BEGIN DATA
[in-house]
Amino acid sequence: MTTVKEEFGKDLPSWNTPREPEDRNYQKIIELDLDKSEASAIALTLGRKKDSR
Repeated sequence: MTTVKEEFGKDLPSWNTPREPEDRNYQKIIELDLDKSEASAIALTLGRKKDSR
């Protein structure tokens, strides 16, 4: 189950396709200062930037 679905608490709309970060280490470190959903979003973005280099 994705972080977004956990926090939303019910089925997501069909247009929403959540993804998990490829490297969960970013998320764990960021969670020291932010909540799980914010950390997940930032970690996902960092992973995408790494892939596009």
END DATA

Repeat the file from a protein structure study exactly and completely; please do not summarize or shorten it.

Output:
[in-house]
Amino acid sequence: MTTVKEEFGKDLPSWNTPREPEDRNYQKIIELDLDKSEASAIALTLGRKKDSR
Repeated sequence: MTTVKEEFGKDLPSWNTPREPEDRNYQKIIELDLDKSEASAIALTLGRKKDSR
């Protein structure tokens, strides 16, 4: 189950396709200062930037 679905608490709309970060280490470190959903979003973005280099 994705972080977004956990926090939303019910089925997501069909247009929403959540993804998990490829490297969960970013998320764990960021969670020291932010909540799980914010950390997940930032970690996902960092992973995408790494892939596009």